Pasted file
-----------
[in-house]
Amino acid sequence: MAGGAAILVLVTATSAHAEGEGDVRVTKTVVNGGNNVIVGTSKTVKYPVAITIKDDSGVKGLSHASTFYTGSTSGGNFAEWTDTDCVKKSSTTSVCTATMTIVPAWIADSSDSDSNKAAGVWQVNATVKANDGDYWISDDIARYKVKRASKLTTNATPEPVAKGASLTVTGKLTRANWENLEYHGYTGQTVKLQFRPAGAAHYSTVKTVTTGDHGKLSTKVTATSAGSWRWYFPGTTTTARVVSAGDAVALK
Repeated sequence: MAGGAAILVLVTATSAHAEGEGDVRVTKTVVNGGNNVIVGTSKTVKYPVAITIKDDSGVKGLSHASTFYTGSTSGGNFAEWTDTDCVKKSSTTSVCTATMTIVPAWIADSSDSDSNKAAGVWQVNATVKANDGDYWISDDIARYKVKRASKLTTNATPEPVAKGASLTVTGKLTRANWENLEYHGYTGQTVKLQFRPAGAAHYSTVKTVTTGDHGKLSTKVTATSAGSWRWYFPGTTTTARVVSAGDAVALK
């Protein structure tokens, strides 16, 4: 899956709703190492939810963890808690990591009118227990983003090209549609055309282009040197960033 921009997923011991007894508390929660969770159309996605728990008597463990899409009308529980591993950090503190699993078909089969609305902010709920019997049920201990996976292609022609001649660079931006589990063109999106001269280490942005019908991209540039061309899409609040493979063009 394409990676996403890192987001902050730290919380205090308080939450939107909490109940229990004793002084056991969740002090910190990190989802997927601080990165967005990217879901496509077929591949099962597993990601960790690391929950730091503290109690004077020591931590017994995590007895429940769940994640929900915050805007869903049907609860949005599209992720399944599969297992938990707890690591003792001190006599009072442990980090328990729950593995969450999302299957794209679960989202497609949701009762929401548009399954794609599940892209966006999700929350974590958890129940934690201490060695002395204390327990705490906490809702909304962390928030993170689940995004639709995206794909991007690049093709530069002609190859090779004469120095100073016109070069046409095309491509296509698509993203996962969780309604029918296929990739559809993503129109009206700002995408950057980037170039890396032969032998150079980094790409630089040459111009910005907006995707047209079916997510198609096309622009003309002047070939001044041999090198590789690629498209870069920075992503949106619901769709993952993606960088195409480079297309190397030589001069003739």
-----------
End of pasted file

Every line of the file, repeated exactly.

[in-house]
Amino acid sequence: MAGGAAILVLVTATSAHAEGEGDVRVTKTVVNGGNNVIVGTSKTVKYPVAITIKDDSGVKGLSHASTFYTGSTSGGNFAEWTDTDCVKKSSTTSVCTATMTIVPAWIADSSDSDSNKAAGVWQVNATVKANDGDYWISDDIARYKVKRASKLTTNATPEPVAKGASLTVTGKLTRANWENLEYHGYTGQTVKLQFRPAGAAHYSTVKTVTTGDHGKLSTKVTATSAGSWRWYFPGTTTTARVVSAGDAVALK
Repeated sequence: MAGGAAILVLVTATSAHAEGEGDVRVTKTVVNGGNNVIVGTSKTVKYPVAITIKDDSGVKGLSHASTFYTGSTSGGNFAEWTDTDCVKKSSTTSVCTATMTIVPAWIADSSDSDSNKAAGVWQVNATVKANDGDYWISDDIARYKVKRASKLTTNATPEPVAKGASLTVTGKLTRANWENLEYHGYTGQTVKLQFRPAGAAHYSTVKTVTTGDHGKLSTKVTATSAGSWRWYFPGTTTTARVVSAGDAVALK
């Protein structure tokens, strides 16, 4: 899956709703190492939810963890808690990591009118227990983003090209549609055309282009040197960033 921009997923011991007894508390929660969770159309996605728990008597463990899409009308529980591993950090503190699993078909089969609305902010709920019997049920201990996976292609022609001649660079931006589990063109999106001269280490942005019908991209540039061309899409609040493979063009 394409990676996403890192987001902050730290919380205090308080939450939107909490109940229990004793002084056991969740002090910190990190989802997927601080990165967005990217879901496509077929591949099962597993990601960790690391929950730091503290109690004077020591931590017994995590007895429940769940994640929900915050805007869903049907609860949005599209992720399944599969297992938990707890690591003792001190006599009072442990980090328990729950593995969450999302299957794209679960989202497609949701009762929401548009399954794609599940892209966006999700929350974590958890129940934690201490060695002395204390327990705490906490809702909304962390928030993170689940995004639709995206794909991007690049093709530069002609190859090779004469120095100073016109070069046409095309491509296509698509993203996962969780309604029918296929990739559809993503129109009206700002995408950057980037170039890396032969032998150079980094790409630089040459111009910005907006995707047209079916997510198609096309622009003309002047070939001044041999090198590789690629498209870069920075992503949106619901769709993952993606960088195409480079297309190397030589001069003739």